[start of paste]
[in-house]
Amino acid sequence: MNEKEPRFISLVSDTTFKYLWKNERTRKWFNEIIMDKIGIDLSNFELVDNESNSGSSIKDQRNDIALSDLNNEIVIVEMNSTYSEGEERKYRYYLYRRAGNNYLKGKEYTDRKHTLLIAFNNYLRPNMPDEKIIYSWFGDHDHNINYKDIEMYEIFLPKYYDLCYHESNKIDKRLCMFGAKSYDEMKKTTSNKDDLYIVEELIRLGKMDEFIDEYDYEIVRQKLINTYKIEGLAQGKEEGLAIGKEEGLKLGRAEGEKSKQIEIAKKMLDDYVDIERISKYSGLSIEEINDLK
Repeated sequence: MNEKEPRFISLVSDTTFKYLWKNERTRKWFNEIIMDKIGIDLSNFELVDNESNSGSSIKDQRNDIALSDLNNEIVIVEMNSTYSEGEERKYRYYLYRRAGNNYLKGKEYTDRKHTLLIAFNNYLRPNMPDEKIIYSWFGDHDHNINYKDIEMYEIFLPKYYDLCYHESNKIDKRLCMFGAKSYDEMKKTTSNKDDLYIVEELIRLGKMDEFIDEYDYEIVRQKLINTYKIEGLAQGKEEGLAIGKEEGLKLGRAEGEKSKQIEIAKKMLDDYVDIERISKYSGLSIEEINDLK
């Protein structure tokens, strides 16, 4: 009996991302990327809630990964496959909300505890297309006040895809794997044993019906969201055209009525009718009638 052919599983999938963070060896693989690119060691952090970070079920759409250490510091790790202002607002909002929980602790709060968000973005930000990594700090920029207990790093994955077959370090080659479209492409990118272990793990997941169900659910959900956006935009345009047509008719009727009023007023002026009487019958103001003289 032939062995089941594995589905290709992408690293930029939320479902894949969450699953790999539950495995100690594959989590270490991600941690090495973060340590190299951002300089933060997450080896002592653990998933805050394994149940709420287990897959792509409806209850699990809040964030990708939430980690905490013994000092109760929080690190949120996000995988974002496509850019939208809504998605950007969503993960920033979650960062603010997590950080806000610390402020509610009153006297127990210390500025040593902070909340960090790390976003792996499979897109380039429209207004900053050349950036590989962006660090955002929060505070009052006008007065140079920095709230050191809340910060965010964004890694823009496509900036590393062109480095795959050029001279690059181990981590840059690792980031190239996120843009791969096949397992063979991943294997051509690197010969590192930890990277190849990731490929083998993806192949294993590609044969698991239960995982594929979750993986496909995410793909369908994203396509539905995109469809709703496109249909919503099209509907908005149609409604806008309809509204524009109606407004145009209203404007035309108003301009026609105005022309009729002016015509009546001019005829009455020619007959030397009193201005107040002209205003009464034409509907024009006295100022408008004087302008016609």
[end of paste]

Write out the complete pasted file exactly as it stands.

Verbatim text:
[in-house]
Amino acid sequence: MNEKEPRFISLVSDTTFKYLWKNERTRKWFNEIIMDKIGIDLSNFELVDNESNSGSSIKDQRNDIALSDLNNEIVIVEMNSTYSEGEERKYRYYLYRRAGNNYLKGKEYTDRKHTLLIAFNNYLRPNMPDEKIIYSWFGDHDHNINYKDIEMYEIFLPKYYDLCYHESNKIDKRLCMFGAKSYDEMKKTTSNKDDLYIVEELIRLGKMDEFIDEYDYEIVRQKLINTYKIEGLAQGKEEGLAIGKEEGLKLGRAEGEKSKQIEIAKKMLDDYVDIERISKYSGLSIEEINDLK
Repeated sequence: MNEKEPRFISLVSDTTFKYLWKNERTRKWFNEIIMDKIGIDLSNFELVDNESNSGSSIKDQRNDIALSDLNNEIVIVEMNSTYSEGEERKYRYYLYRRAGNNYLKGKEYTDRKHTLLIAFNNYLRPNMPDEKIIYSWFGDHDHNINYKDIEMYEIFLPKYYDLCYHESNKIDKRLCMFGAKSYDEMKKTTSNKDDLYIVEELIRLGKMDEFIDEYDYEIVRQKLINTYKIEGLAQGKEEGLAIGKEEGLKLGRAEGEKSKQIEIAKKMLDDYVDIERISKYSGLSIEEINDLK
């Protein structure tokens, strides 16, 4: 009996991302990327809630990964496959909300505890297309006040895809794997044993019906969201055209009525009718009638 052919599983999938963070060896693989690119060691952090970070079920759409250490510091790790202002607002909002929980602790709060968000973005930000990594700090920029207990790093994955077959370090080659479209492409990118272990793990997941169900659910959900956006935009345009047509008719009727009023007023002026009487019958103001003289 032939062995089941594995589905290709992408690293930029939320479902894949969450699953790999539950495995100690594959989590270490991600941690090495973060340590190299951002300089933060997450080896002592653990998933805050394994149940709420287990897959792509409806209850699990809040964030990708939430980690905490013994000092109760929080690190949120996000995988974002496509850019939208809504998605950007969503993960920033979650960062603010997590950080806000610390402020509610009153006297127990210390500025040593902070909340960090790390976003792996499979897109380039429209207004900053050349950036590989962006660090955002929060505070009052006008007065140079920095709230050191809340910060965010964004890694823009496509900036590393062109480095795959050029001279690059181990981590840059690792980031190239996120843009791969096949397992063979991943294997051509690197010969590192930890990277190849990731490929083998993806192949294993590609044969698991239960995982594929979750993986496909995410793909369908994203396509539905995109469809709703496109249909919503099209509907908005149609409604806008309809509204524009109606407004145009209203404007035309108003301009026609105005022309009729002016015509009546001019005829009455020619007959030397009193201005107040002209205003009464034409509907024009006295100022408008004087302008016609």